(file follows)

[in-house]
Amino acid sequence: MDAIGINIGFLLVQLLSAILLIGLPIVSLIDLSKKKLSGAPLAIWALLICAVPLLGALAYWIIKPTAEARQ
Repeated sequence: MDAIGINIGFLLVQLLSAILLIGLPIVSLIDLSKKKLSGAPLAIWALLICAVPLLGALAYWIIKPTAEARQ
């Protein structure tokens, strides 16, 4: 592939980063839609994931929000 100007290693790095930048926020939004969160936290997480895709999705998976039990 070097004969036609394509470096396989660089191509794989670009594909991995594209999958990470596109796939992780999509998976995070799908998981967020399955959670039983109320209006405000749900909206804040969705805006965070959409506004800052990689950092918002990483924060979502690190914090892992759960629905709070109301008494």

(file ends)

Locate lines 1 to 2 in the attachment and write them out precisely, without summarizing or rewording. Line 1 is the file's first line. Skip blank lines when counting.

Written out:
[in-house]
Amino acid sequence: MDAIGINIGFLLVQLLSAILLIGLPIVSLIDLSKKKLSGAPLAIWALLICAVPLLGALAYWIIKPTAEARQ